The very important and at the same time very difficult if not impossible task that is facing societies today, is to manage the social dilemma of overpopulation in a way where both collectivists and individuals understand the importance of co-operation. There are few possible outcomes of trying to co-operate or not cooperate. First one is when everyone co-operates and the expected outcomes are accomplished. So in our situation it would mean that every person on the planet would co-operate. The second outcome is where most people co-operate and small number does not. This would mean that depending on the number of people co-operating there is still a chance of getting closer to wanted outcome. In this case, the people who do not co-operate are better off because in our example of overpopulation they would have more children and still have the lifestyle that is acceptable and resources are not depleted. Whereas the people who do co-operate are worse because they are sacrificing the number of children they have, to save the depleting resources and the lifestyle people should on average have. The last possible outcome is where no one co-operates and the resources are completely used and humanity suffers (…).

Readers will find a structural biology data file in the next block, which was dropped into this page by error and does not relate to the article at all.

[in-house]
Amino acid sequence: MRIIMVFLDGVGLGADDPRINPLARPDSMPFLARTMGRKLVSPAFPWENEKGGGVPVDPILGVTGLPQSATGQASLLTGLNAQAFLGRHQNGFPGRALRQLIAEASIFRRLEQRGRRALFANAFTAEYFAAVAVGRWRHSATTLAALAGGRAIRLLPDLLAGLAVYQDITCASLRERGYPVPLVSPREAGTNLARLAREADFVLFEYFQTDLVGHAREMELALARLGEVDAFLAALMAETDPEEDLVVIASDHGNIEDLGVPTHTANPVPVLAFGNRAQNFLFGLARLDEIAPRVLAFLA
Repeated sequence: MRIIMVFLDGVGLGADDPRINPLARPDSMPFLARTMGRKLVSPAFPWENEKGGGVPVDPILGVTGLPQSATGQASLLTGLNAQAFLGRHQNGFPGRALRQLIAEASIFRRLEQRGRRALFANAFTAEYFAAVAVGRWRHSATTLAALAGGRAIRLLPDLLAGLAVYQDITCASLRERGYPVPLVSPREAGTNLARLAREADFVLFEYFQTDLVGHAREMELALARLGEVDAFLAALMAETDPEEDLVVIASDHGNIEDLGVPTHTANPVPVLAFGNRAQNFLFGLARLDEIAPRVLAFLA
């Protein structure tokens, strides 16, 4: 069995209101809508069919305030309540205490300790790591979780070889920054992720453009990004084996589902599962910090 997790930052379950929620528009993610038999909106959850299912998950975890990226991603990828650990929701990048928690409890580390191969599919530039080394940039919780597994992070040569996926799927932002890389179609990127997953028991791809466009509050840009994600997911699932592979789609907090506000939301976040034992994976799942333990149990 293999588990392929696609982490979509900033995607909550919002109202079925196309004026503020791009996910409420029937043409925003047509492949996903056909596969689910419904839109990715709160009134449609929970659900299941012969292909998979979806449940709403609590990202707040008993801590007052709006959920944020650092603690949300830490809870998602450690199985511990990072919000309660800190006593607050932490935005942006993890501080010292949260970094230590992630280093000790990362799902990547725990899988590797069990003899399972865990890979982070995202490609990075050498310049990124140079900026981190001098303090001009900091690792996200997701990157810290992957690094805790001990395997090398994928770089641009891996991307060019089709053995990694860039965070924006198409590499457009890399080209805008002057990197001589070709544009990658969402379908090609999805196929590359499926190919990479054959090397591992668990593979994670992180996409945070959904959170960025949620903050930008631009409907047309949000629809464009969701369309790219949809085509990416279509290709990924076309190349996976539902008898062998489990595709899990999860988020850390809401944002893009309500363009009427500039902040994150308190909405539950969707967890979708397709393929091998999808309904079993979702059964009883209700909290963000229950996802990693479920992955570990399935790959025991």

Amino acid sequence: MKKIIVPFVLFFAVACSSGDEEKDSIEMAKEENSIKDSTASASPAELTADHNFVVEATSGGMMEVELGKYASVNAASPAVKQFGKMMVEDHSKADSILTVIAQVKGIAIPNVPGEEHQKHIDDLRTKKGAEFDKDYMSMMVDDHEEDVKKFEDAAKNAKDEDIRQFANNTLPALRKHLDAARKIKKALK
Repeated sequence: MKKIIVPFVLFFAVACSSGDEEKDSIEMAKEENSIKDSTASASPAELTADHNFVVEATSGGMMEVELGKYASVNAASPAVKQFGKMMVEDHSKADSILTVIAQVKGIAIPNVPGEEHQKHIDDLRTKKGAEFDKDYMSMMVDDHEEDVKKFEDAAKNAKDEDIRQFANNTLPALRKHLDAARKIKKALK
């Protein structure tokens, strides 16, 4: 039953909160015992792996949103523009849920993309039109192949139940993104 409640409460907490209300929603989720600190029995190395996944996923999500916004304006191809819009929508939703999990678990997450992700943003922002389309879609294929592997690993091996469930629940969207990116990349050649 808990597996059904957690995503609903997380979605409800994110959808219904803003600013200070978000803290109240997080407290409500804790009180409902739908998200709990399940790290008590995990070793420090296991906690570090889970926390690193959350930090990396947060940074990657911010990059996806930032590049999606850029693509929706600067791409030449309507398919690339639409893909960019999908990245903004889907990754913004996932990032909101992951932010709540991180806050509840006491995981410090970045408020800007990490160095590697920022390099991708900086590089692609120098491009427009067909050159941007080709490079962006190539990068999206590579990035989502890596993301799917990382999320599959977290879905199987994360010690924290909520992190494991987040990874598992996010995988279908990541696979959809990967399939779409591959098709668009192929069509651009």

The way social dilemmas are presented to people has a strong influence on their view and approach to it. Literature and research related to SD quite often uses tree mythical stories: The Prisoners Dilemma, The Public Goods Dilemma and The Commons Dilemma to gain and to provide understanding of how people behave. These three stories explain SD in simple but still striking way (Kollock 1998).

The Prisoner Dilemma is the simplest but very effective example of social dilemma. It involves two prisoners that have the option of co-operating with each other by not being aware of the other prisoners’ decision or defecting without talking to one another. Their sentence depends on their level of cooperation. First option is of both of them having the highest sentence due to defecting (not cooperating with each other), second splitting it between both of them by cooperating or the last possible outcome is one of them is cooperating and the other defecting therefore the one who was cooperating ends up with longer sentence than the one who was defecting (Dowes 2000). As mentioned above, in overpopulation dilemma there are four possible outcomes when it comes to cooperation. As in the Prisoner dilemma the best possible outcome is to cooperate, however the fact that other people do not know what others would do tempts them to defect and come out with the best possible outcome for themselves.